Does prescribing for opiate addiction change after national guidelines? : methadone and buprenorphine prescribing to opiate addicts by general practitioners and hospital doctors in England, 1995-2005

STRANG, John, MANNING, Victoria, MAYET, Soraya, RIDGE, Gayle, BEST, David and SHERIDAN, Janie (2007). Does prescribing for opiate addiction change after national guidelines? : methadone and buprenorphine prescribing to opiate addicts by general practitioners and hospital doctors in England, 1995-2005. Addiction, 102 (5), 761-770.

Full text not available from this repository.
Official URL: http://dx.doi.org/10.1111/j.1360-0443.2007.01762.x
Link to published version:: 10.1111/j.1360-0443.2007.01762.x

Abstract

Aim: To assess changes in opiate prescribing (1995-2005) following a decade of national guidelines to address substandard opiate substitution prescribing for heroin addiction.

Design: A repeat national survey (1995 and 2005) using random one-in-four samples of all community pharmacies in England, achieving response rates of 75% (1847/2475) in 1995 and 95% (2349/2473) in 2005. Data were obtained on 3732 (1995 data) and 9620 (2005 data) prescriptions dispensed in the preceding month from the 936 and 1463 pharmacies who were currently dispensing.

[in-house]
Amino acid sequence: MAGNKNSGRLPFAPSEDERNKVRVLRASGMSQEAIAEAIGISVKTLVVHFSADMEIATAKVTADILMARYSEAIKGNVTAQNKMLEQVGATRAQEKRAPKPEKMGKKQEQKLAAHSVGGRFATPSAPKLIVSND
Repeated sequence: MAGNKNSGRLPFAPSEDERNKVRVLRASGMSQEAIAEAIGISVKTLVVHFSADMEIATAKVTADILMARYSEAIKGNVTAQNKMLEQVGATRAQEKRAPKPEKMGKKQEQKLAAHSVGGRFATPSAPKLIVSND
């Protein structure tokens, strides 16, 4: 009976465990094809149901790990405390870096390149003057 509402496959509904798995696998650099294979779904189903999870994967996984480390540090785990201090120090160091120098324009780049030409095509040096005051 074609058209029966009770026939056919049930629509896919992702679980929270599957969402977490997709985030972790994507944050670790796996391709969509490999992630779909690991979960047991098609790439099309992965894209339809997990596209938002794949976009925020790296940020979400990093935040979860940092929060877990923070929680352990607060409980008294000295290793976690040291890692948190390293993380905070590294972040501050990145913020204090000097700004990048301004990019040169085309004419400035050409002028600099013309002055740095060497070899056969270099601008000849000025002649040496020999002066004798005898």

Measurements: We have measured impact on practice for seven specific recommended changes.

Findings: Between 1995 and 2005 the number of substitute opiate prescriptions doubled (x2.03). By 2005, methadone still dominated (down from 97% to 83%), buprenorphine increased (from 1% to 16%) and other opiate medications virtually disappeared. Changes in the direction of national guidelines included: increased daily dose of methadone (from 47.3 mg to 56.3 mg), more frequent dispensing (from 38% to 60% as daily instalments), more supervised consumption (from 0% to 36%) and fewer methadone tablets (from 10.9% to 1.8%). Nevertheless, despite the increased mean daily dose, only 41.0% of prescriptions for methadone were for daily doses in the recommended 60-120 mg dose range. Only one change was not in the direction of the national guidelines - the proportion of prescriptions from GPs fell from 41% to 30%, although this still represented an approximate 50% increase in the extent of GP prescribing.

Conclusion: Doubling in provision of opiate substitute treatment has occurred, alongside significant improvements in the nature of this treatment. These positive changes have occurred in the direction of six out of seven of the UK national guidelines.

Item Type: Article
Research Institute, Centre or Group: Law and Criminology Research Group
Identification Number: 10.1111/j.1360-0443.2007.01762.x
Depositing User: Hilary Ridgway
Date Deposited: 12 Feb 2015 12:19
Last Modified: 12 Feb 2015 12:19
URI: http://shura.shu.ac.uk/id/eprint/9381

Actions (login required)

View Item View Item

Downloads

Downloads per month over past year

View more statistics